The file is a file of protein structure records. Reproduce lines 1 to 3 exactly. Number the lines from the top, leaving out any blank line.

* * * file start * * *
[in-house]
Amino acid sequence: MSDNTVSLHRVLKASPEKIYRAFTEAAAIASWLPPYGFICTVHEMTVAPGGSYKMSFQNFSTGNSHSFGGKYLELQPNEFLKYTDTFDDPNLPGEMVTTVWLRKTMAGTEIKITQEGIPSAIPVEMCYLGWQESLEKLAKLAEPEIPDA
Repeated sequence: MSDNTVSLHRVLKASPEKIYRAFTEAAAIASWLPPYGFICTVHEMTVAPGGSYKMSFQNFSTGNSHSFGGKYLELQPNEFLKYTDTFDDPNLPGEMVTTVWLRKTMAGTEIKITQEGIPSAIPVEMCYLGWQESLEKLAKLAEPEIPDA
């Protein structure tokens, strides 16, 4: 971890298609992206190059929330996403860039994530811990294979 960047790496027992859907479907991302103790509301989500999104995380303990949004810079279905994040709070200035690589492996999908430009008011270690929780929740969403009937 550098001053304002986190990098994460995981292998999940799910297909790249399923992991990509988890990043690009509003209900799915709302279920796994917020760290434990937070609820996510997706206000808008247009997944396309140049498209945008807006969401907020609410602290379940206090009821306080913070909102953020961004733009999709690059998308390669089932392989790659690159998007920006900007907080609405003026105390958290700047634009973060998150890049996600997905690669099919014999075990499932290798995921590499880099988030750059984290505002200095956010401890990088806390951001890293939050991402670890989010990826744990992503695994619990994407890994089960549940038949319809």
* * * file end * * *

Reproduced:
[in-house]
Amino acid sequence: MSDNTVSLHRVLKASPEKIYRAFTEAAAIASWLPPYGFICTVHEMTVAPGGSYKMSFQNFSTGNSHSFGGKYLELQPNEFLKYTDTFDDPNLPGEMVTTVWLRKTMAGTEIKITQEGIPSAIPVEMCYLGWQESLEKLAKLAEPEIPDA
Repeated sequence: MSDNTVSLHRVLKASPEKIYRAFTEAAAIASWLPPYGFICTVHEMTVAPGGSYKMSFQNFSTGNSHSFGGKYLELQPNEFLKYTDTFDDPNLPGEMVTTVWLRKTMAGTEIKITQEGIPSAIPVEMCYLGWQESLEKLAKLAEPEIPDA